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Soil Science Society of America Journal Abstract -

Effect of Different Sources and Rates of Application of Fertilizer Materials on the pH and N, P, K, and Mg Content of the Soil to Which They Were Applied1


This article in SSSAJ

  1. Vol. 16 No. 3, p. 273-276

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  1. M. T. Vittum,
  2. D. J. Lathwell and
  3. G. Stanford2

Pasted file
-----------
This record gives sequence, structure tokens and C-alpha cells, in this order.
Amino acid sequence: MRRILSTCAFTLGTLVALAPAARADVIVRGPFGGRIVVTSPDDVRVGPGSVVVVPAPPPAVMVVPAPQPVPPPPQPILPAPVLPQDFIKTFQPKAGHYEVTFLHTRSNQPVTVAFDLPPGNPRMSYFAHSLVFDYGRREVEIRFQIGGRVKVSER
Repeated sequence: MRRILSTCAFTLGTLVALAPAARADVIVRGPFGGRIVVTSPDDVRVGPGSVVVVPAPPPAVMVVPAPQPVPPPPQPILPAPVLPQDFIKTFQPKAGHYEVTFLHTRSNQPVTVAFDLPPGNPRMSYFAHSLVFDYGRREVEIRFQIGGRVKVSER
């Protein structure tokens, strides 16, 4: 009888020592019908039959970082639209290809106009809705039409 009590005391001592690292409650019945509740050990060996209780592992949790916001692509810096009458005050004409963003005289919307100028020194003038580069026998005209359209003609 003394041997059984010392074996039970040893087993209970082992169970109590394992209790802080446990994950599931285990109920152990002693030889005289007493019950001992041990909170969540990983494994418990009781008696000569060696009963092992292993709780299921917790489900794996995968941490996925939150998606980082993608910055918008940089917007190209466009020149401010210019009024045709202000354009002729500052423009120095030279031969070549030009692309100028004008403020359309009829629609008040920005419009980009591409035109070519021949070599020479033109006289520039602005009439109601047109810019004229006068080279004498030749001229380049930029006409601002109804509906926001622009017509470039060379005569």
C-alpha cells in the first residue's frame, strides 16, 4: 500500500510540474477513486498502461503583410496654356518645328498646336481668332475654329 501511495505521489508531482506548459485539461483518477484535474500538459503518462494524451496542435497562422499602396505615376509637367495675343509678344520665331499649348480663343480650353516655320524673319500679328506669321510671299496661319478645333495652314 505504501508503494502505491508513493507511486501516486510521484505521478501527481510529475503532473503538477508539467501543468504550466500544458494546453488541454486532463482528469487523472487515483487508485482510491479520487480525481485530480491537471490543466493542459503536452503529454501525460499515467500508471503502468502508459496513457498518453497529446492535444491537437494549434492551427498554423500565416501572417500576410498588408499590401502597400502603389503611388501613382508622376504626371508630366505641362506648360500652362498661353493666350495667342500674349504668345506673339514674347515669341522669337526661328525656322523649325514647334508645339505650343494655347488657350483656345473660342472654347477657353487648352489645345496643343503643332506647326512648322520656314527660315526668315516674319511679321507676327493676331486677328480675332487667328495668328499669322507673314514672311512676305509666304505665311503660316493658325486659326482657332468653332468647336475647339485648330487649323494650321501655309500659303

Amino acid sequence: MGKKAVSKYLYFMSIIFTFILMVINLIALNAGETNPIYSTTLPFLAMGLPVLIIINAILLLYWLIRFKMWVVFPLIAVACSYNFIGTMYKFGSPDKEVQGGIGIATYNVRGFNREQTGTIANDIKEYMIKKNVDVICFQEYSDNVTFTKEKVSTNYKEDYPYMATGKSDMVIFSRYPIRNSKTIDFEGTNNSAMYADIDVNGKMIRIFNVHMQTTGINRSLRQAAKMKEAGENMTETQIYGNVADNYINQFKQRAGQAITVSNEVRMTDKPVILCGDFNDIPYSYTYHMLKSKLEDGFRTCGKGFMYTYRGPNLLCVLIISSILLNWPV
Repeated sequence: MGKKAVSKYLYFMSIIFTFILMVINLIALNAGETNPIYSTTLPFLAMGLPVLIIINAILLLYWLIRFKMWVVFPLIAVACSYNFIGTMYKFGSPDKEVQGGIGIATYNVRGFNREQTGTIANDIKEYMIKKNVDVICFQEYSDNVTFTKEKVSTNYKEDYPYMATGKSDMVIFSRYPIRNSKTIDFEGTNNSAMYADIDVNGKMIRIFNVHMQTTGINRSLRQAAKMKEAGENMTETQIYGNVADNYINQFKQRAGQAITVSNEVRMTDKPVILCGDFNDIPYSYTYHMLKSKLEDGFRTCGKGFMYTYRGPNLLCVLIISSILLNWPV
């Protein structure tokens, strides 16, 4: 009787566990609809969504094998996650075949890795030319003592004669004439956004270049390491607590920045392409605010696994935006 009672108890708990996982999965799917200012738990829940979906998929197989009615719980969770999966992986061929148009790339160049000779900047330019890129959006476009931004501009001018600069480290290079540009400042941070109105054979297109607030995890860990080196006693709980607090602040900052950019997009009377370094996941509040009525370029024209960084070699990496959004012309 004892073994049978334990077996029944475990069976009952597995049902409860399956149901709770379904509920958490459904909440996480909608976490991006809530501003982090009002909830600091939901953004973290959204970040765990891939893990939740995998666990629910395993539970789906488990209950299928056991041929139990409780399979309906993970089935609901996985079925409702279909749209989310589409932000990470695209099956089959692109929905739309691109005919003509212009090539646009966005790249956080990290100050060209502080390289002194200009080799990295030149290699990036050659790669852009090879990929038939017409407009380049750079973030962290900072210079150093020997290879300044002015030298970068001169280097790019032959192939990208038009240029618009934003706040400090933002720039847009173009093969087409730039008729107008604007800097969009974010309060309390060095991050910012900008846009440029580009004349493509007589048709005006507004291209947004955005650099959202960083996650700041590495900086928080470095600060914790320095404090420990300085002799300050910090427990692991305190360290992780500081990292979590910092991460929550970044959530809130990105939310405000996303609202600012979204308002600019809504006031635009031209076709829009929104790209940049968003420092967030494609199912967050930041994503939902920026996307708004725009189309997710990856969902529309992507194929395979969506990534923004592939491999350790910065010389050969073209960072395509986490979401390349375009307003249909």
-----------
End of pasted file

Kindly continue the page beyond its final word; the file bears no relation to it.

A fertilizer experiment comparing the effects of different sources of N, P, and K, and different rates of application of complete fertilizer on the yield of beets, cabbage, peas, sweet corn, and tomatoes was conducted on a soil which, for the preceding 20 years, had been fertilized according to good commercial practice with a “complete” fertilizer high in phosphorus. After 5 years of consecutive application of the differential treatments, soil analyses showed the following results: (1) No significant difference in soil pH, ammonium N, nitrate N, P, K, or Mg from inorganic sources of N versus 40% of organic N; ordinary superphosphate versus “double” superphosphate; or muriate of potash versus 50% of the potash in the form of sulfate of potashmagnesia; (2) Significant decrease in pH and Mg and significant increase in nitrate N, P, and K with increasing rates of application of complete fertilizer; (3) No interaction between sources of fertilizer nutrients and rates of application; and (4) After 5 years of intensive vegetable cropping without addition of any fertilizer, available P, K, and Mg in the soil were 28, 86, and 557 pounds per acre, respectively. According to present New York standards, these values are classified as “very high,” “medium,” and “very high,” respectively.

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